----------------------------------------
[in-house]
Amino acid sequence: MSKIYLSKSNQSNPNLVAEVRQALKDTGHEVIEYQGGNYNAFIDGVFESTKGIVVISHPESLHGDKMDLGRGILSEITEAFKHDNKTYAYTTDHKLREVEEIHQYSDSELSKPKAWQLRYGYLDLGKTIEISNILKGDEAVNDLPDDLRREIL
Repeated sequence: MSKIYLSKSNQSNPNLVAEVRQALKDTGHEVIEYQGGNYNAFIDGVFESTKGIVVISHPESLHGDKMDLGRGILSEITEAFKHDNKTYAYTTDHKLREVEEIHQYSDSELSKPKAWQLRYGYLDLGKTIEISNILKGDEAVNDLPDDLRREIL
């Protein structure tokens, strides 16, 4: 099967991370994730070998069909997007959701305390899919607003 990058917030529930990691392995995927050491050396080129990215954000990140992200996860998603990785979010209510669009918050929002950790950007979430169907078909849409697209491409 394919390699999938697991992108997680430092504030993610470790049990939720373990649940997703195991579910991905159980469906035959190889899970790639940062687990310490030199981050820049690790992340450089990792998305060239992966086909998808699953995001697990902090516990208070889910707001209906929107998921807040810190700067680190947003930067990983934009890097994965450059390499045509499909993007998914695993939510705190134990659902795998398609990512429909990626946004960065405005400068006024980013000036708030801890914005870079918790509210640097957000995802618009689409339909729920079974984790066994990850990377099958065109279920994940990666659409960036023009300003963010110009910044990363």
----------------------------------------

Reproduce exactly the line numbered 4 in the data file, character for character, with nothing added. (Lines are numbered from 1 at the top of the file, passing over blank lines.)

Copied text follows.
């Protein structure tokens, strides 16, 4: 099967991370994730070998069909997007959701305390899919607003 990058917030529930990691392995995927050491050396080129990215954000990140992200996860998603990785979010209510669009918050929002950790950007979430169907078909849409697209491409 394919390699999938697991992108997680430092504030993610470790049990939720373990649940997703195991579910991905159980469906035959190889899970790639940062687990310490030199981050820049690790992340450089990792998305060239992966086909998808699953995001697990902090516990208070889910707001209906929107998921807040810190700067680190947003930067990983934009890097994965450059390499045509499909993007998914695993939510705190134990659902795998398609990512429909990626946004960065405005400068006024980013000036708030801890914005870079918790509210640097957000995802618009689409339909729920079974984790066994990850990377099958065109279920994940990666659409960036023009300003963010110009910044990363």